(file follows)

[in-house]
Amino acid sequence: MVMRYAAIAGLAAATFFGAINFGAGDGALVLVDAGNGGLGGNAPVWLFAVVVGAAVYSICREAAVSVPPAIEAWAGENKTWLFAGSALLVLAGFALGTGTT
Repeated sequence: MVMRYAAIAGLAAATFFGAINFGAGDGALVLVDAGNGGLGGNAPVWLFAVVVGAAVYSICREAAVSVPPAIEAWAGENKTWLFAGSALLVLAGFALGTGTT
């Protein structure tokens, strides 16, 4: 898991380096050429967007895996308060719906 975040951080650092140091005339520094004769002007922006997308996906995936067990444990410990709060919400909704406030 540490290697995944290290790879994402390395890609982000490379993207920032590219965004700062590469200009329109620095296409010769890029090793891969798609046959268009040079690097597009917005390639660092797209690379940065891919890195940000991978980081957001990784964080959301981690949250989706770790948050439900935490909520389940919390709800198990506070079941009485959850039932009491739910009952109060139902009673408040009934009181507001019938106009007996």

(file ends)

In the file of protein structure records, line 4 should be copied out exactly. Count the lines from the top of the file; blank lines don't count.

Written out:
């Protein structure tokens, strides 16, 4: 898991380096050429967007895996308060719906 975040951080650092140091005339520094004769002007922006997308996906995936067990444990410990709060919400909704406030 540490290697995944290290790879994402390395890609982000490379993207920032590219965004700062590469200009329109620095296409010769890029090793891969798609046959268009040079690097597009917005390639660092797209690379940065891919890195940000991978980081957001990784964080959301981690949250989706770790948050439900935490909520389940919390709800198990506070079941009485959850039932009491739910009952109060139902009673408040009934009181507001019938106009007996």